# Complements of Simply Connected Subsets of the Plane

this is my first question here! Hopefully it is appropriate. Let $\mathbb{A}$ be the punctured plane, i.e. the 'standard' annulus. For compact, connected subsets of the plane (planar continua) $X \subset \mathbb{R}^2$, I know it's not necessarily true that $\mathbb{R}^2 \setminus X \simeq \mathbb{A}$ (homeomorphism), for example taking $X$ as the Warsaw Circle.

I was wondering what sort of additional assumptions we can make so that, in fact, $\mathbb{R}^2 \setminus X \simeq \mathbb{A}$.

1) Is it good enough that $\mathbb{R}^2 \setminus X$ be connected? This seems true using some classical separation arguments in the sphere. [EDIT: This is true, as shown in an answer below]

2) Is it good enough that $X$ be unicoherent, i.e. for each pair of compact, connected subsets $A, B \subset X$ with $A \cup B = X$, their intersection is connected? [EDIT: See my comment below. Unicoherence is not sufficient]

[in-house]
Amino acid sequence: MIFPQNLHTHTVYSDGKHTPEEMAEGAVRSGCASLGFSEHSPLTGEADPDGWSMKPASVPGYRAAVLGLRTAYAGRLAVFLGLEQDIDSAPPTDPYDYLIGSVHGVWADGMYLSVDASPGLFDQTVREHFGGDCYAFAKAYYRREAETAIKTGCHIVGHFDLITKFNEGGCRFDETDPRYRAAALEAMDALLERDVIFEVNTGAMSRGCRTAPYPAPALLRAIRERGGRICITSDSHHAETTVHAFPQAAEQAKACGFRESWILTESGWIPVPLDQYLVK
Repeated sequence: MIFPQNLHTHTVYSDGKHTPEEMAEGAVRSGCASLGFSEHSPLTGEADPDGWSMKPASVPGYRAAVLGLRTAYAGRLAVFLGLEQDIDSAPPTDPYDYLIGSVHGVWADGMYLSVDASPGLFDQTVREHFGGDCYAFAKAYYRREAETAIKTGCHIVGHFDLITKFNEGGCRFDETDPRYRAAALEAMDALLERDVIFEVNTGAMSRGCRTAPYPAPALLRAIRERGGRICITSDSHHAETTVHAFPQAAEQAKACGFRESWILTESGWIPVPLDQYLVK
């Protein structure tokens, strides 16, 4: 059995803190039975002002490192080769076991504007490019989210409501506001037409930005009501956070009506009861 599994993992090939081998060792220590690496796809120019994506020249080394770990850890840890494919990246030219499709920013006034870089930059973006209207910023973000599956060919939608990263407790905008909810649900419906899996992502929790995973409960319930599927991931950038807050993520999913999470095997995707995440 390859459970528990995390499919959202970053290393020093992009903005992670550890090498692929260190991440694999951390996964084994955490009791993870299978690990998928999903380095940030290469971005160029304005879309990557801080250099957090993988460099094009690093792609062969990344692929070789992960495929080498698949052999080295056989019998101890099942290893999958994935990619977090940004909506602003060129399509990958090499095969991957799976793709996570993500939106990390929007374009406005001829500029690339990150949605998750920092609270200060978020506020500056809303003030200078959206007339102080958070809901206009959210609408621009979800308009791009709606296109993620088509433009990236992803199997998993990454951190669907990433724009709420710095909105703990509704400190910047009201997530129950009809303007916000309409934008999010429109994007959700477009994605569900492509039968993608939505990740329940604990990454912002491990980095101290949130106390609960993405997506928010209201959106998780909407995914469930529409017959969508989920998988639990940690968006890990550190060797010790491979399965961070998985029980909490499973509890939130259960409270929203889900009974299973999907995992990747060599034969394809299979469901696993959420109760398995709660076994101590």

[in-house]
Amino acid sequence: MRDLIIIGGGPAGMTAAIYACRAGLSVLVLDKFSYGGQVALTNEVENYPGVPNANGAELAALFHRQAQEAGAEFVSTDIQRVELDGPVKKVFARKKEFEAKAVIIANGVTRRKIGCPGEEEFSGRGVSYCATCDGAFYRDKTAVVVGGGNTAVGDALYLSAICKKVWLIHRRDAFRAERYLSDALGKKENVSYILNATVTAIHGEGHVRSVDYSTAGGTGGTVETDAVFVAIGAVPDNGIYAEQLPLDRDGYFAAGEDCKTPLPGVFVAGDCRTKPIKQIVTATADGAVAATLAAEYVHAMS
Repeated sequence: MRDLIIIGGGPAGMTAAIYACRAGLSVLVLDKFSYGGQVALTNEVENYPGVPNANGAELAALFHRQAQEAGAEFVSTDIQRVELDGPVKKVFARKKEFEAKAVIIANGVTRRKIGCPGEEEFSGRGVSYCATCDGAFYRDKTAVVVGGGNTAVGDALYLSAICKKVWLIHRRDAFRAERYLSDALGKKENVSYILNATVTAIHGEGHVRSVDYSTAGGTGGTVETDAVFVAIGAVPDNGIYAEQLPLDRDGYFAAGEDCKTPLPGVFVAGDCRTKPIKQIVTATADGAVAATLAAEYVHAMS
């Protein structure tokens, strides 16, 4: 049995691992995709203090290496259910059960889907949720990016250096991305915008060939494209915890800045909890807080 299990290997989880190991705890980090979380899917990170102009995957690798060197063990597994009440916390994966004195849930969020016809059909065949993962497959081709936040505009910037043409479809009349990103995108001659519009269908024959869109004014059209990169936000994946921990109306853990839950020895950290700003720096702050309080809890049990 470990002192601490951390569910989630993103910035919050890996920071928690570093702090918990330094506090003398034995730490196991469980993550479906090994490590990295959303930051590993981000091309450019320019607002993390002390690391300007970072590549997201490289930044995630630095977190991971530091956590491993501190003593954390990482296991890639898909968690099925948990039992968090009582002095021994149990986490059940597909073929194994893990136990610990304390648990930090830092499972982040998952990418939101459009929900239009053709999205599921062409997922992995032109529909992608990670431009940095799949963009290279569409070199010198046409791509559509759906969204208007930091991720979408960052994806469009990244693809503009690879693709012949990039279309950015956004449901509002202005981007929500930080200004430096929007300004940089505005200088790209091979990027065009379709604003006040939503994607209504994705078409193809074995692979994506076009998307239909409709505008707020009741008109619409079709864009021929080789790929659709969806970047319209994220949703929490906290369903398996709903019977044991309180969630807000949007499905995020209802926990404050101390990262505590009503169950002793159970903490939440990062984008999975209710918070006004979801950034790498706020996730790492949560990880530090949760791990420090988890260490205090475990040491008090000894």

3) What if $X$ is hereditarily unicoherent, i.e. all its closed subsets are unicoherent?

It seems to me that "open-unicoherence" where the closedness of the sets $A, B$ is replaced by openness should be enough by Cech Homology, but I was unable to find any results on "open-unicoherence" except in the locally connected setting, which is too permissive for what I'm looking at (dendroids). I suppose a side-question that would be relevant for me is whether hereditary unicoherence implies (hereditary) open-unicoherence.

4) What conditions on a (hereditarily) unicoherent planar continuum are sufficient for it to be (hereditarily) open-unicoherent and vice-versa when not necessarily in the locally connected case (this case has been heavily explored)

So a more specific question would be a reference request for either a proof or counterexample when $X$ is a planar dendroid, i.e. a path-connected and hereditarily unicoherent planar continuum.